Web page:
Shasta Critical Care Specialists

Critcal Care Workforce

The Aging of America and the Increased Need for Critical Care Services:
An issue brief from The American College of Chest Physicians

A Crisis in Critical Care
The United States faces an unprecedented, and largely unrecognized, crisis in qualitycritical care services for the sickest patients. Today, there are insufficient numbers of qualified doctors and nurses to provide specialized care in intensive care units (ICU) forcritically ill patients – including people who've suffered heart attacks, traumatic injury,shock, burns, or exposure to toxic agents.

Pulmonary/critical care physicians are trained to have the particular skills and knowledgerequired to diagnose and treat such urgent, life-threatening illnesses within an ICU setting.

While the aging of America's population will only increase the demands for critical careservices, current training programs will not produce a sufficient number of qualifiedphysicians to meet projected needs.

If the current trend continues, a severe shortage of these specialists will occur by 2007and worsen until 2030. This means that in the years ahead, it is unlikely that patients withcritical illnesses will receive the care they need.

(JAMA 2000; 248:2762-2770 [Dec. 6, 2002])

Critical Care Specialists: On the Front Lines in Fighting Terrorism
The shortage of trained specialists could also hinder the availability of appropriatemedical care in the case of a major disaster, including a terrorist attack. In the event of anattack using chemical or biological agents, or cases in which trauma or burns are widespread, it is imperative that qualified specialists are available to direct the care of victims. Without an expert team to manage triage of incoming cases, emergencydepartments can become overwhelmed and unable to accommodate new patients – a necessity in times of crisis.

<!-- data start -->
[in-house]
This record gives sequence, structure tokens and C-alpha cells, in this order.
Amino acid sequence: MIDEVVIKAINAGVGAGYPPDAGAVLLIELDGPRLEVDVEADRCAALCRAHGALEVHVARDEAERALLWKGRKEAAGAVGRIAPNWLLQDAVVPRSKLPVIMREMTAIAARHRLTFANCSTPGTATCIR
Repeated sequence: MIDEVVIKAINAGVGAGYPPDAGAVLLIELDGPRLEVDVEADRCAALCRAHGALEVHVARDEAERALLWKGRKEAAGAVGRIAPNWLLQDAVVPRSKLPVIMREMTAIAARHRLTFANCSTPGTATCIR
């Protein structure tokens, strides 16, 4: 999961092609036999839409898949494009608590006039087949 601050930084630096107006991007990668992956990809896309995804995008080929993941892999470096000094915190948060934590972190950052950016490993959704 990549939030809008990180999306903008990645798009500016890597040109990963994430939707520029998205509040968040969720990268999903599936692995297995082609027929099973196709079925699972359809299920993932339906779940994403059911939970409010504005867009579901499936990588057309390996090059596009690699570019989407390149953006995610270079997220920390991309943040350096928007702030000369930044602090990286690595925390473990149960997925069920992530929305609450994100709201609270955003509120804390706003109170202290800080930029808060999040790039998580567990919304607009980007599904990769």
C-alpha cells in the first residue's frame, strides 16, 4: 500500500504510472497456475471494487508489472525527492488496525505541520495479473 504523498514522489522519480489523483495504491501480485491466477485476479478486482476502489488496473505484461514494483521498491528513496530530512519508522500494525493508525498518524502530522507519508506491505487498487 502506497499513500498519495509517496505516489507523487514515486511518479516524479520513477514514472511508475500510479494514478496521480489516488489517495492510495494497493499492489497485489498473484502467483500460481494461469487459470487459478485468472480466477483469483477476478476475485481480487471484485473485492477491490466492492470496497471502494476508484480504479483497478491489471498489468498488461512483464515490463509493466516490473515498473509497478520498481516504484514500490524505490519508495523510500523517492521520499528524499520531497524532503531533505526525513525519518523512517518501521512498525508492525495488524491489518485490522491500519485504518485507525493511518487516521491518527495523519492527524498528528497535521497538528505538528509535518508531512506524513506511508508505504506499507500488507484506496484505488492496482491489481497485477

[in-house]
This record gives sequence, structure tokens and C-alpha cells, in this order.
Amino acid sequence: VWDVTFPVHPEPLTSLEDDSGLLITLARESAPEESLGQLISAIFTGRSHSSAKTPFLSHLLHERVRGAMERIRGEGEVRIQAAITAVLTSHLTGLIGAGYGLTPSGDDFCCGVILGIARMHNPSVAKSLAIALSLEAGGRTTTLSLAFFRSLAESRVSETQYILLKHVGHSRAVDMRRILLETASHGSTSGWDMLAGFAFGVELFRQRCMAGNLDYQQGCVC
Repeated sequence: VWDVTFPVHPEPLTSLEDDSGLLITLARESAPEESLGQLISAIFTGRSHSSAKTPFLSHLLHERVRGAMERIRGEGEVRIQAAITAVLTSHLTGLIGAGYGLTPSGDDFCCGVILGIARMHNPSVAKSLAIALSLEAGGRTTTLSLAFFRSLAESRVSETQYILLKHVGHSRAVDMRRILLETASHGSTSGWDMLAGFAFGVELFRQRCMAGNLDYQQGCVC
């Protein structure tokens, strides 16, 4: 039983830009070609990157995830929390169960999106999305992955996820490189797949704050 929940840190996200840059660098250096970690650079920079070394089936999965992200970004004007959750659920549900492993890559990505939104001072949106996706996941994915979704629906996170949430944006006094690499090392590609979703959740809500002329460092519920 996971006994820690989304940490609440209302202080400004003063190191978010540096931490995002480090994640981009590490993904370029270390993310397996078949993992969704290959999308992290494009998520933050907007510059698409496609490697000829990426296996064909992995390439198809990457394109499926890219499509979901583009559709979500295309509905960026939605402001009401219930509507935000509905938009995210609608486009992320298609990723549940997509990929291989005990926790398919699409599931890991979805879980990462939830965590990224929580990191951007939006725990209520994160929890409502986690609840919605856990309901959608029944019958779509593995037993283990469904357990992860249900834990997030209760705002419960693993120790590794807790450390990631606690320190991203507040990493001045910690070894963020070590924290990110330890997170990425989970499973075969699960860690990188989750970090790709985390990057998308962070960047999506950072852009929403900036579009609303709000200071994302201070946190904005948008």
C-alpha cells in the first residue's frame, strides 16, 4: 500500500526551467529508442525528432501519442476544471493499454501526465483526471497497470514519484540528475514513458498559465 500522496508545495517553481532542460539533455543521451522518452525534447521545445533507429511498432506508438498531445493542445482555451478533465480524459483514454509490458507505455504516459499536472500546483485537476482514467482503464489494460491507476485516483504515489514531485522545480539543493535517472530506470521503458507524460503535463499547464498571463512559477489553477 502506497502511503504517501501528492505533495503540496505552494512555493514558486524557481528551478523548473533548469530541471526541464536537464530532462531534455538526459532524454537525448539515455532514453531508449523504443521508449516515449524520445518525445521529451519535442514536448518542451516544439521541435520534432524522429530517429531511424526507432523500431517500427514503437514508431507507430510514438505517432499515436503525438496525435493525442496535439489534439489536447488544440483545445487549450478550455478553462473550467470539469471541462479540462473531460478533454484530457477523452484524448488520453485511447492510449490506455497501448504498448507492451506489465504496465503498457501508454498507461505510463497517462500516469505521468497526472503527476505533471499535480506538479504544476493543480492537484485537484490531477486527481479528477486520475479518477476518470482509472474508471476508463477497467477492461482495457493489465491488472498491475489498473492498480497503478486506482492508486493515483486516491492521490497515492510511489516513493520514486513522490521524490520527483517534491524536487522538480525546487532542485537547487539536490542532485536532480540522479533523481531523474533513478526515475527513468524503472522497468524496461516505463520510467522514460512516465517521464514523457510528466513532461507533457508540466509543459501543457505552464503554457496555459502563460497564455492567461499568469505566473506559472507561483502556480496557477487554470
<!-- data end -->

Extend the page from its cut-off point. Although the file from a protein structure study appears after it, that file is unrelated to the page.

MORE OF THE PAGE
Critical Care Saves Lives and Reduces Health Costs
Studies show that when care is provided or supervised by trained specialists, patientoutcomes improve and medical costs are reduced. Data indicate that the presence of a full-time ICU medical director, in partnership with a nurse manager, can dramatically decrease the length of both ICU and hospital stays and prevent patient deaths.

What Should Be Done?
The American College of Chest Physicians, as a member of the Critical Care WorkforcePartnership is recommending the following federal initiatives to lawmakers in order to address this crisis:

Key Facts on Critical Care

For more information on critical care, please contact us or visit our Web site:

What Is the Critical Care
Workforce Partnership?

The Critical Care Workforce Partnership is a coalition of medical organizations that collectively represents more than 100,000 health-care professionals who are specialists incritical care. It includes the American College of Chest Physicians, The AmericanThoracic Society, The American Association of Critical-Care Nurses, and the Society of Critical Care Medicine.

We have joined forces to help inform policy makers and other key audiences of thecomplex issues associated with shortages of critical care physicians, nurses, pharmacists,and respiratory therapists specially trained to care for the critically ill.

We share a commitment to improving the availability, quality, and cost-effectiveness ofmedical care for critically ill patients. We are also working to educate health-careprofessionals in critical care, to promote effective and safe systems of patient care, and to ensure an adequate workforce of trained critical care professionals.

We are dedicated to maintaining the world's finest system for providing critical care services – for current and future generations of Americans.